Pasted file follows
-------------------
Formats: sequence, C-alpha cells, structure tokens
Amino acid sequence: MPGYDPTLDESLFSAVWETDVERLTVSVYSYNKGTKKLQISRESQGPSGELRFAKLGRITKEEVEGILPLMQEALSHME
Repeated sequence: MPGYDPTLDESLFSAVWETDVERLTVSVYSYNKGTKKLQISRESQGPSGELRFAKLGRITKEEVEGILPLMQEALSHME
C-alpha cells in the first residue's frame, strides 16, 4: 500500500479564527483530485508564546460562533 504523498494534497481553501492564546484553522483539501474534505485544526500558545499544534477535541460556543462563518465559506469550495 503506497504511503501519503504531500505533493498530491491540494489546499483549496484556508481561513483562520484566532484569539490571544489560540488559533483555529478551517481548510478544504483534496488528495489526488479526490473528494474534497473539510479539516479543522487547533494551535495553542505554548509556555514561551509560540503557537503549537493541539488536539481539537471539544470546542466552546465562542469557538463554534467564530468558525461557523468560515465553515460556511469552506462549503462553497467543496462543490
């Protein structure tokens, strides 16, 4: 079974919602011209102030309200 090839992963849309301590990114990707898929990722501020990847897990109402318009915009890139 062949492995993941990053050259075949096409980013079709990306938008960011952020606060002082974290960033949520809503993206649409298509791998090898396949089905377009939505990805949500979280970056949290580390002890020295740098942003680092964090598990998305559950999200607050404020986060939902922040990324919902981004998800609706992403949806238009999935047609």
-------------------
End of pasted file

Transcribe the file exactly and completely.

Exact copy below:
Formats: sequence, C-alpha cells, structure tokens
Amino acid sequence: MPGYDPTLDESLFSAVWETDVERLTVSVYSYNKGTKKLQISRESQGPSGELRFAKLGRITKEEVEGILPLMQEALSHME
Repeated sequence: MPGYDPTLDESLFSAVWETDVERLTVSVYSYNKGTKKLQISRESQGPSGELRFAKLGRITKEEVEGILPLMQEALSHME
C-alpha cells in the first residue's frame, strides 16, 4: 500500500479564527483530485508564546460562533 504523498494534497481553501492564546484553522483539501474534505485544526500558545499544534477535541460556543462563518465559506469550495 503506497504511503501519503504531500505533493498530491491540494489546499483549496484556508481561513483562520484566532484569539490571544489560540488559533483555529478551517481548510478544504483534496488528495489526488479526490473528494474534497473539510479539516479543522487547533494551535495553542505554548509556555514561551509560540503557537503549537493541539488536539481539537471539544470546542466552546465562542469557538463554534467564530468558525461557523468560515465553515460556511469552506462549503462553497467543496462543490
């Protein structure tokens, strides 16, 4: 079974919602011209102030309200 090839992963849309301590990114990707898929990722501020990847897990109402318009915009890139 062949492995993941990053050259075949096409980013079709990306938008960011952020606060002082974290960033949520809503993206649409298509791998090898396949089905377009939505990805949500979280970056949290580390002890020295740098942003680092964090598990998305559950999200607050404020986060939902922040990324919902981004998800609706992403949806238009999935047609």